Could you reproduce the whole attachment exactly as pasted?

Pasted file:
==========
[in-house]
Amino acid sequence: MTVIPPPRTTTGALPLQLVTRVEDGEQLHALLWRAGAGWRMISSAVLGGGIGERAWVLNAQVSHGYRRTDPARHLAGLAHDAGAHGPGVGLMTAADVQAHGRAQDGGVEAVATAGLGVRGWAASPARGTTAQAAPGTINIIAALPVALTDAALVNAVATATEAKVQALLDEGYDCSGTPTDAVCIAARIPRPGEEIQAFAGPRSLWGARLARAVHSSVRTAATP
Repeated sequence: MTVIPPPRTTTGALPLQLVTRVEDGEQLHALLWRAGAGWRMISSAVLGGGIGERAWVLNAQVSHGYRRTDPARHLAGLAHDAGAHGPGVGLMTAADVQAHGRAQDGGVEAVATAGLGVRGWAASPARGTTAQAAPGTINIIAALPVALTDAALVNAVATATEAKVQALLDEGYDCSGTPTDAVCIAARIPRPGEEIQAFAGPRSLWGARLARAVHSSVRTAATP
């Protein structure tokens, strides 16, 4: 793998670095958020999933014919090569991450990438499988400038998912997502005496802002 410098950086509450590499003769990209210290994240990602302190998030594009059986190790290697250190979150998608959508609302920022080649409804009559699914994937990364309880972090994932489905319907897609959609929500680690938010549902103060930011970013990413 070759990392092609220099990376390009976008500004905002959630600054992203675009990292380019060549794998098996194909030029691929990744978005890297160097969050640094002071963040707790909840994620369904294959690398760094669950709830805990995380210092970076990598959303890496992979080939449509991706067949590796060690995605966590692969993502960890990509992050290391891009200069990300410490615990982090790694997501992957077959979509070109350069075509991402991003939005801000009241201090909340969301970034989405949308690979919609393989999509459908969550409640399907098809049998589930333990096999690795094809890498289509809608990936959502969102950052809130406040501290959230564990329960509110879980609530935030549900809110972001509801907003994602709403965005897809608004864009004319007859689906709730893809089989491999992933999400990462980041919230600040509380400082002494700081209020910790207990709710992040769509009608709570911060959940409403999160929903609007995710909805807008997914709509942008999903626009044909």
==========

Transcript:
[in-house]
Amino acid sequence: MTVIPPPRTTTGALPLQLVTRVEDGEQLHALLWRAGAGWRMISSAVLGGGIGERAWVLNAQVSHGYRRTDPARHLAGLAHDAGAHGPGVGLMTAADVQAHGRAQDGGVEAVATAGLGVRGWAASPARGTTAQAAPGTINIIAALPVALTDAALVNAVATATEAKVQALLDEGYDCSGTPTDAVCIAARIPRPGEEIQAFAGPRSLWGARLARAVHSSVRTAATP
Repeated sequence: MTVIPPPRTTTGALPLQLVTRVEDGEQLHALLWRAGAGWRMISSAVLGGGIGERAWVLNAQVSHGYRRTDPARHLAGLAHDAGAHGPGVGLMTAADVQAHGRAQDGGVEAVATAGLGVRGWAASPARGTTAQAAPGTINIIAALPVALTDAALVNAVATATEAKVQALLDEGYDCSGTPTDAVCIAARIPRPGEEIQAFAGPRSLWGARLARAVHSSVRTAATP
């Protein structure tokens, strides 16, 4: 793998670095958020999933014919090569991450990438499988400038998912997502005496802002 410098950086509450590499003769990209210290994240990602302190998030594009059986190790290697250190979150998608959508609302920022080649409804009559699914994937990364309880972090994932489905319907897609959609929500680690938010549902103060930011970013990413 070759990392092609220099990376390009976008500004905002959630600054992203675009990292380019060549794998098996194909030029691929990744978005890297160097969050640094002071963040707790909840994620369904294959690398760094669950709830805990995380210092970076990598959303890496992979080939449509991706067949590796060690995605966590692969993502960890990509992050290391891009200069990300410490615990982090790694997501992957077959979509070109350069075509991402991003939005801000009241201090909340969301970034989405949308690979919609393989999509459908969550409640399907098809049998589930333990096999690795094809890498289509809608990936959502969102950052809130406040501290959230564990329960509110879980609530935030549900809110972001509801907003994602709403965005897809608004864009004319007859689906709730893809089989491999992933999400990462980041919230600040509380400082002494700081209020910790207990709710992040769509009608709570911060959940409403999160929903609007995710909805807008997914709509942008999903626009044909």